The earth’s last remaining forest cover cleans the air we breathe, purifies water systems, provides habitat for plants and animals, and even helps slow down climate change by removing heat-trapping carbon dioxide from the atmosphere.
It benefits everyone, but what happens if trees are indiscriminately cut for the high-value wood, if the most profitable minerals underground are excavated, and if clearings are made to pave the way for farming or livestock, income-generating structures, or road networks?
According to the Forest Management Bureau of the Department of Environment and Natural Resources, the Philippines’ original forest cover in the 1900s was an expansive 21 million hectares, or 70% of the country’s total land area.
That forest cover continues to shrink to just around 7 million hectares today (less than 24% of the original), and certain individuals and families as well as corporations have become wealthy and influential as a result. A number have become more powerful with their election to local and national positions, further insulating their businesses from critics.
It’s a risky job for forest protectors in the province of Palawan, as demonstrated by a nongovernment organization and environment crusaders and vigilantes operating in and around the town of El Nido who are featured in the multiawarded documentary “Delikado.” In Filipino, the title means “dangerous.”
The 94-minute film, which was shown in a special screening last week at the Philippine Chamber of Commerce and Industry Innovation Center at Double Dragon Meridian Park in Pasay City, has won the 2022 Green Spike award at the Seminci Valladolid International Film Festival (Spain) and the 2022 Sustainable Future Award, and was a finalist for Best Australian Documentary at the 69th Sydney Film Festival (Australia).
Released in 2022, it was on the official selection for the Doc Edge Film Festival (New Zealand), Los Angeles Asian Pacific Film Festival, 2022 New York Human Rights Watch Film Festival, and Hot Docs Canadian International Documentary Festival. It was also a nominee for the Tim Herrington Award at the Sheffield Doc Fest 2022 (England).
Filming for the documentary started in 2017, but the idea was hatched much earlier, as its Australian director, former journalist Karl Malakunas, recounted in the film’s website (www.delikadofilm.com).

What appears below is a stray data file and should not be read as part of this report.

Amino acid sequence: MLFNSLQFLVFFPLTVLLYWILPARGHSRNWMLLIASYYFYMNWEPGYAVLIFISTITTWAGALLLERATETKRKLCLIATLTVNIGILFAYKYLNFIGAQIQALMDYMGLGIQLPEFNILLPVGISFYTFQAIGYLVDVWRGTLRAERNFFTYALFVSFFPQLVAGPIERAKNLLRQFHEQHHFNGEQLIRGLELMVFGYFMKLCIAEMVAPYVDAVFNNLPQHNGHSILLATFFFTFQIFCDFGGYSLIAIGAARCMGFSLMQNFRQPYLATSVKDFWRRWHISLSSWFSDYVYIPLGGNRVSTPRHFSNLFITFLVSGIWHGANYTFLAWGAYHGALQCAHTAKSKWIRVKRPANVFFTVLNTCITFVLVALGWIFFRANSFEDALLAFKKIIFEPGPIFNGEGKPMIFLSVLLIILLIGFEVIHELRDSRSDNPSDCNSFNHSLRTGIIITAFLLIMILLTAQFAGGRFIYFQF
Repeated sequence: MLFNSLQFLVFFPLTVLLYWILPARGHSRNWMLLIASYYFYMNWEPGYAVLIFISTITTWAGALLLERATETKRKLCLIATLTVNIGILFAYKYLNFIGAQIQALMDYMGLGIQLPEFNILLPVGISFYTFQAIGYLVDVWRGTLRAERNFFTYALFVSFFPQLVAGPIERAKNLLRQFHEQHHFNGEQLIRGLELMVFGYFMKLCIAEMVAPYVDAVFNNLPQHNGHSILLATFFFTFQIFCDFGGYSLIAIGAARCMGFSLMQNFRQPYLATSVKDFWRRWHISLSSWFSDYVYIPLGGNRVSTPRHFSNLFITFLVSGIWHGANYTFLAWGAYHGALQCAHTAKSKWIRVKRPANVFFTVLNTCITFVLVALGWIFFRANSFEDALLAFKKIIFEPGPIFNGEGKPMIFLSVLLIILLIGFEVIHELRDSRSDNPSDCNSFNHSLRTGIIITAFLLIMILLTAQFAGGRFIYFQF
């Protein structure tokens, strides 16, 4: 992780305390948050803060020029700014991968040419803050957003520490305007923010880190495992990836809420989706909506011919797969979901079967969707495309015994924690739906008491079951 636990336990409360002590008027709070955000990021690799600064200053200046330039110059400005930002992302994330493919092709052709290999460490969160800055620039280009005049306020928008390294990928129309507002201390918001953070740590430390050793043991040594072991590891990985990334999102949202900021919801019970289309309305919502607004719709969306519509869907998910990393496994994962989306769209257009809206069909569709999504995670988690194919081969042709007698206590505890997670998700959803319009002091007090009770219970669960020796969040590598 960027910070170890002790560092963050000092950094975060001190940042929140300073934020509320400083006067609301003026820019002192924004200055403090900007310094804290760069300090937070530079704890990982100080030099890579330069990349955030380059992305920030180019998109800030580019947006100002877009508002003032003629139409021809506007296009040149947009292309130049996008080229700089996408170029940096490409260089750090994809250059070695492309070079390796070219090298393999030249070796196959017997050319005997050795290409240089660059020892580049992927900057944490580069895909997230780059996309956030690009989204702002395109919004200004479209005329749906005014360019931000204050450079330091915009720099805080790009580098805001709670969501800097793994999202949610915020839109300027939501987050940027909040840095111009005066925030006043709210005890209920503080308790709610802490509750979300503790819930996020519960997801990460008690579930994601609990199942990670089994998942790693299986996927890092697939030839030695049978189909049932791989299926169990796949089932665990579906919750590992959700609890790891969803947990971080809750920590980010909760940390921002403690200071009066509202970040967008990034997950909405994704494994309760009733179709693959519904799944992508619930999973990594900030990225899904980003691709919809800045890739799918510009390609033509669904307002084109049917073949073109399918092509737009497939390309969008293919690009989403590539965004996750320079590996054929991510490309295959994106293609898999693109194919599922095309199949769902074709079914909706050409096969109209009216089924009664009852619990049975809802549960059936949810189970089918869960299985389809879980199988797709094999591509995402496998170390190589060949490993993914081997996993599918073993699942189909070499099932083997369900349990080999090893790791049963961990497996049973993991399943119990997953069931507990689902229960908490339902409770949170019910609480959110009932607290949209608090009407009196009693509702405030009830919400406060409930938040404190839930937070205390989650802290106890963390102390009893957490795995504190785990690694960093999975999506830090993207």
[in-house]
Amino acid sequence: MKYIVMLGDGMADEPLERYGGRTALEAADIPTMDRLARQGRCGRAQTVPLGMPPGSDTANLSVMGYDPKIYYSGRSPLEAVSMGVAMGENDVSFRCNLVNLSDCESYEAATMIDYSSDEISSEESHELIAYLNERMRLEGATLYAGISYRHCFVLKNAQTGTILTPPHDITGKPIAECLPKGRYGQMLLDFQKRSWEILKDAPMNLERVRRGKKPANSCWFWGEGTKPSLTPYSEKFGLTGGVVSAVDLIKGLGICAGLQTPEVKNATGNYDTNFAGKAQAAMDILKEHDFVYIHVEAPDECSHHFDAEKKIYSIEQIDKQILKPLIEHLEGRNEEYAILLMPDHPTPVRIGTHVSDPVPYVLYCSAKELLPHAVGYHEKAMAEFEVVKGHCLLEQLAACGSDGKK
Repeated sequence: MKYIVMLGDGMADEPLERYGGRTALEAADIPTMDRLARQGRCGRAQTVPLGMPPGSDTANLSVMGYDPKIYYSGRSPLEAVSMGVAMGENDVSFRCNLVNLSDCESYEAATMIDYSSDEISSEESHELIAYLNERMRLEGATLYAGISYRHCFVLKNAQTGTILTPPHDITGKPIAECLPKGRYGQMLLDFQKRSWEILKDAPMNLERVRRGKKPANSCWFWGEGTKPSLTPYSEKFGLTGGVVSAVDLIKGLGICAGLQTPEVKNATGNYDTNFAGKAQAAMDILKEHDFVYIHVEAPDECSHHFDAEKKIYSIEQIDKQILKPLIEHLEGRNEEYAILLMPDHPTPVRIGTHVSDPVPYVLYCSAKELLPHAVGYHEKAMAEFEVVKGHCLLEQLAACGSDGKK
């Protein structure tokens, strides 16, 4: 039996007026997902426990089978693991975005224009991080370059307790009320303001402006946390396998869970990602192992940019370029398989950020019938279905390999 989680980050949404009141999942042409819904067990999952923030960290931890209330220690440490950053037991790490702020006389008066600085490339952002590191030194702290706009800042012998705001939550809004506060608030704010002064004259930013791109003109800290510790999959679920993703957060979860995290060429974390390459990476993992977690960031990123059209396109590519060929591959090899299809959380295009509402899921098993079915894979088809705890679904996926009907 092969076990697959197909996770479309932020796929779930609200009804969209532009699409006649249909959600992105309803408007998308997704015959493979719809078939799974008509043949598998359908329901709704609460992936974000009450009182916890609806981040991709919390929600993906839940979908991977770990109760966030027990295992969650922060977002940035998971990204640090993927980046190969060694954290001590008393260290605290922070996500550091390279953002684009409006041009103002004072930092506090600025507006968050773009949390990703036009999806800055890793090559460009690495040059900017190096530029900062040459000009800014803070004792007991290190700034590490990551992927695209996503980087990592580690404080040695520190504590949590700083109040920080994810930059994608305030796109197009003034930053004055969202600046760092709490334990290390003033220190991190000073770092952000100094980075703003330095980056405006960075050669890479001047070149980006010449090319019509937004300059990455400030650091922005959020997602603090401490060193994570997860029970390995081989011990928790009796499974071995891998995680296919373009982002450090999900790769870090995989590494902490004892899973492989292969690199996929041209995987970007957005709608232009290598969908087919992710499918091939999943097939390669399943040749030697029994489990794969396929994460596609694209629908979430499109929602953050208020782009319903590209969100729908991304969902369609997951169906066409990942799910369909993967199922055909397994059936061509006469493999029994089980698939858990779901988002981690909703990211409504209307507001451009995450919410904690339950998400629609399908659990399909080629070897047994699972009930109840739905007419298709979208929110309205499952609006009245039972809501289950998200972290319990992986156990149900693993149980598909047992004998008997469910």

Malakunas, then the Manila bureau chief of Agence France-Presse, said that as he was about to travel to Palawan in 2011 to write an article on ecotourism, he learned that his contact for the story, environment campaigner Dr. Gerry Ortega, had been shot and killed.
He went ahead with the trip, but this time to investigate Ortega’s murder.
What he discovered, Malakunas said, was that the seemingly idyllic island was under threat by powerful people who should have been protecting it. He also found a small group of people putting their lives on the line in trying to stop the destruction of the largest forest cover among all Philippine provinces, with a high biodiversity of more than 400 wildlife species, many of them endemic.
The film begins with Robert “Bobby” Chan, an environment lawyer who runs the Palawan NGO Network Inc. (PNNI) headquartered in Puerto Princesa City. Chan leads a small group of volunteers who patrol the forest in search of illegal loggers, not to arrest them but to confiscate their chainsaws and, in many instances, their weapons. Sometimes, the volunteers also go on sea patrol to look for fishermen engaged in illegal fishing; they confiscate the boat of the offenders as well as their illegal fishing implements.
The PNNI volunteers are all unarmed, Chan says. Nevertheless, he says, since 2009 they have been able to confiscate more than 700 chainsaws along with a number of dynamite fishing boats and mining equipment. His team could only remind the offenders of their illegal activities, having no police power to arrest them, he says.
At one point Chan constructed a tree sculpture made of confiscated chainsaws in front of the PNNI headquarters.